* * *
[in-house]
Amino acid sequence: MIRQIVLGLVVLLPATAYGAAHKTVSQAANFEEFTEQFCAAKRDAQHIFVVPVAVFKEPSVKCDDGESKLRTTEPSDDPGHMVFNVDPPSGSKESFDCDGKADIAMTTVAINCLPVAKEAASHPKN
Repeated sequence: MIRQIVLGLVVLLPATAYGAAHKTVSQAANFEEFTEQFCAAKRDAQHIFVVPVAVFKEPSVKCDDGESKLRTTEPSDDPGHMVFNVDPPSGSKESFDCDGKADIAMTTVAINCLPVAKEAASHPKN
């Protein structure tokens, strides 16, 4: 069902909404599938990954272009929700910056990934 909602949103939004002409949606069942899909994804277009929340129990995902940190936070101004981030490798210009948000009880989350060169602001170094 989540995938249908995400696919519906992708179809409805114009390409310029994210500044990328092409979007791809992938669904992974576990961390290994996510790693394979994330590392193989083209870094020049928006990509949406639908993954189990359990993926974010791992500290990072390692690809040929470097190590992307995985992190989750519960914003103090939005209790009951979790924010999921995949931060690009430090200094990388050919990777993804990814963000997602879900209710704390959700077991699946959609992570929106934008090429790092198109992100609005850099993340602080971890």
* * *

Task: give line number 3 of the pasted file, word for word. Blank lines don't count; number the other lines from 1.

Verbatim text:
Repeated sequence: MIRQIVLGLVVLLPATAYGAAHKTVSQAANFEEFTEQFCAAKRDAQHIFVVPVAVFKEPSVKCDDGESKLRTTEPSDDPGHMVFNVDPPSGSKESFDCDGKADIAMTTVAINCLPVAKEAASHPKN